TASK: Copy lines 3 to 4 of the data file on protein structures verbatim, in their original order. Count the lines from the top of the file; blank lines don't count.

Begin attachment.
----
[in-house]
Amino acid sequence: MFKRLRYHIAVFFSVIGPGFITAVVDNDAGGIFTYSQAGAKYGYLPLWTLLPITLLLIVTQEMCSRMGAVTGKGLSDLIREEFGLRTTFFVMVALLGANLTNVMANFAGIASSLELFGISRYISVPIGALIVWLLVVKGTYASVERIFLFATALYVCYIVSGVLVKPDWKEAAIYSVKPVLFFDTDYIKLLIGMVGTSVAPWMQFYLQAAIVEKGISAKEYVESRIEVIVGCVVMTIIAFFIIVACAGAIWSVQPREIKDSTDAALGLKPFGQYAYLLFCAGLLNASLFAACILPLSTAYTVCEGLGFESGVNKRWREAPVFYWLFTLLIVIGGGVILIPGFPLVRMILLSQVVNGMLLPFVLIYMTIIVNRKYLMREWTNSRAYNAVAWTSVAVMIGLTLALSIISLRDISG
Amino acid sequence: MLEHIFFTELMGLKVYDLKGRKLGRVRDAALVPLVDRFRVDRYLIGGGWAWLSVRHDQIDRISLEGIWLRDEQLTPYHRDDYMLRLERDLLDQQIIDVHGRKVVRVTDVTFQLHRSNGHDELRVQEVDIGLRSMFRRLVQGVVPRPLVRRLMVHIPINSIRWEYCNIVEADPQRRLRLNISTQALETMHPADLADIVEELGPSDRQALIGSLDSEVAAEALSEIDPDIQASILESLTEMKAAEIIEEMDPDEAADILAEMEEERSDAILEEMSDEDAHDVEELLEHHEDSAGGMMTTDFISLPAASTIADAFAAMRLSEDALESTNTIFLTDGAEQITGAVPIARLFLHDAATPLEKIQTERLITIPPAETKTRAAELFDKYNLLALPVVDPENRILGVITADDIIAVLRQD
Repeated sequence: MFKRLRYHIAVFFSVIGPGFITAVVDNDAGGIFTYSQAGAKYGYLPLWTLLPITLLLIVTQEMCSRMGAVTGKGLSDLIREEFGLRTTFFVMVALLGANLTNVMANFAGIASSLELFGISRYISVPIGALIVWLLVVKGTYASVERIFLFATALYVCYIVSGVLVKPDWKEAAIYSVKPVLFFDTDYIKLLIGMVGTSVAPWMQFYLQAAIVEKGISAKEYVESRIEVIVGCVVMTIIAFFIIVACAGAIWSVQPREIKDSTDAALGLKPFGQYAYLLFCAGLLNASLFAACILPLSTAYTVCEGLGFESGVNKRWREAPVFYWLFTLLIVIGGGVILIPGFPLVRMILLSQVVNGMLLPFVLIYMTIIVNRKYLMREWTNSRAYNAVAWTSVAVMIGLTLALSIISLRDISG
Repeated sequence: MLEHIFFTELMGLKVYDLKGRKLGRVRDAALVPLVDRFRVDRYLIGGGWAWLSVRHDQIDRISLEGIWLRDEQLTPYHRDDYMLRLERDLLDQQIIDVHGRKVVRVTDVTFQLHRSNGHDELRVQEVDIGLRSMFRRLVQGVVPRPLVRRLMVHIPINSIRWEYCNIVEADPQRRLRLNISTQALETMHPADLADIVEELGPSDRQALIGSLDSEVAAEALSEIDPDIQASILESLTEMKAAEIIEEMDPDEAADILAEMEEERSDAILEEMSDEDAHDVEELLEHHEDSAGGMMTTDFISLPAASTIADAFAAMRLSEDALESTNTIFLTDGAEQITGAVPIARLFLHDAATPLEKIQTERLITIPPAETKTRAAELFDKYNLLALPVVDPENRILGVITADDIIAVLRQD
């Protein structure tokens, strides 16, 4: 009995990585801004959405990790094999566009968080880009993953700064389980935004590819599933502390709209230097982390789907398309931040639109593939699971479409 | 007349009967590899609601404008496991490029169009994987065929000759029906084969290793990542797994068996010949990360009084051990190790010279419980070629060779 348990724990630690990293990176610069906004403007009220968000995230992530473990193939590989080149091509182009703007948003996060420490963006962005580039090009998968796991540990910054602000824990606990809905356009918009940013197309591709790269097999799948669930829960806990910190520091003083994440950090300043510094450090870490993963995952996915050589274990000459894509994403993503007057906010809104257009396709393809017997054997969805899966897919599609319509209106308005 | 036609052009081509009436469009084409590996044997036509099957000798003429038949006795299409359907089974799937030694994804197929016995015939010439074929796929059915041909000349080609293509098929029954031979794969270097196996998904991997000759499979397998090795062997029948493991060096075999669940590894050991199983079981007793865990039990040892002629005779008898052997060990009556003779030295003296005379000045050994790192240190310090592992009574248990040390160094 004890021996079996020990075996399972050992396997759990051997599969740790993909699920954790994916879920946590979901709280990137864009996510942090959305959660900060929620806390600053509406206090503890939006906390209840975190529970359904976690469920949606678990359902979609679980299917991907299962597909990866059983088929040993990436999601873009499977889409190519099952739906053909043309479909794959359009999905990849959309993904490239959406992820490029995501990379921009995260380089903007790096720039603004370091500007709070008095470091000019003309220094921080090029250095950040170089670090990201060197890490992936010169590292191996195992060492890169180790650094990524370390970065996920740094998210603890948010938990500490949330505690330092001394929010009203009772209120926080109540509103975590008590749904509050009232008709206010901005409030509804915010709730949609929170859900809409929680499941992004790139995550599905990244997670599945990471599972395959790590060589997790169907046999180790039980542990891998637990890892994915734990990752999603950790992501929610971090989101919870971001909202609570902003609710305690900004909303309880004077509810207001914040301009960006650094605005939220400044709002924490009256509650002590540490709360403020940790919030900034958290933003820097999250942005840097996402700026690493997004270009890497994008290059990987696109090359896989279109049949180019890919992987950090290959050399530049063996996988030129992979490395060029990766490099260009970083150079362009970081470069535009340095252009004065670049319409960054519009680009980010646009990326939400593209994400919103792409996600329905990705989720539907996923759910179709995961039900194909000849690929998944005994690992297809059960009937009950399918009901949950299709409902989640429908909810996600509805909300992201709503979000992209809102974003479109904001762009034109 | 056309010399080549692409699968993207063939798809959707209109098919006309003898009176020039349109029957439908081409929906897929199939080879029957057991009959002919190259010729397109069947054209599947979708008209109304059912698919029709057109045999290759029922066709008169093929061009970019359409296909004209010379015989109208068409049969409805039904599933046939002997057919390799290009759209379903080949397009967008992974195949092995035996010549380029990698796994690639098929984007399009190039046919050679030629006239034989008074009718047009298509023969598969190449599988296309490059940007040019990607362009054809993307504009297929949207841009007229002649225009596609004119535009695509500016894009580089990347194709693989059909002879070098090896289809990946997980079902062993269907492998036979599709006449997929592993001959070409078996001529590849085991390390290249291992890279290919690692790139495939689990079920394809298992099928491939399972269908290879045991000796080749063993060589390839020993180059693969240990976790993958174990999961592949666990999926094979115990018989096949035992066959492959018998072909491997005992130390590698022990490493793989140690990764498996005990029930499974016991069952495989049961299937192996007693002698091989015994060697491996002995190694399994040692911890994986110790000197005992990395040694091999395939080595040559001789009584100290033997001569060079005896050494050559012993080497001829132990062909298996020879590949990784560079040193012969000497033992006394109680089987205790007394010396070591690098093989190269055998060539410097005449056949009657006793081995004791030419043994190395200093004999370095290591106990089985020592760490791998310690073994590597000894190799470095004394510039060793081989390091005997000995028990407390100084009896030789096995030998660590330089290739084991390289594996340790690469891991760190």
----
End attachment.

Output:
Amino acid sequence: MLEHIFFTELMGLKVYDLKGRKLGRVRDAALVPLVDRFRVDRYLIGGGWAWLSVRHDQIDRISLEGIWLRDEQLTPYHRDDYMLRLERDLLDQQIIDVHGRKVVRVTDVTFQLHRSNGHDELRVQEVDIGLRSMFRRLVQGVVPRPLVRRLMVHIPINSIRWEYCNIVEADPQRRLRLNISTQALETMHPADLADIVEELGPSDRQALIGSLDSEVAAEALSEIDPDIQASILESLTEMKAAEIIEEMDPDEAADILAEMEEERSDAILEEMSDEDAHDVEELLEHHEDSAGGMMTTDFISLPAASTIADAFAAMRLSEDALESTNTIFLTDGAEQITGAVPIARLFLHDAATPLEKIQTERLITIPPAETKTRAAELFDKYNLLALPVVDPENRILGVITADDIIAVLRQD
Repeated sequence: MFKRLRYHIAVFFSVIGPGFITAVVDNDAGGIFTYSQAGAKYGYLPLWTLLPITLLLIVTQEMCSRMGAVTGKGLSDLIREEFGLRTTFFVMVALLGANLTNVMANFAGIASSLELFGISRYISVPIGALIVWLLVVKGTYASVERIFLFATALYVCYIVSGVLVKPDWKEAAIYSVKPVLFFDTDYIKLLIGMVGTSVAPWMQFYLQAAIVEKGISAKEYVESRIEVIVGCVVMTIIAFFIIVACAGAIWSVQPREIKDSTDAALGLKPFGQYAYLLFCAGLLNASLFAACILPLSTAYTVCEGLGFESGVNKRWREAPVFYWLFTLLIVIGGGVILIPGFPLVRMILLSQVVNGMLLPFVLIYMTIIVNRKYLMREWTNSRAYNAVAWTSVAVMIGLTLALSIISLRDISG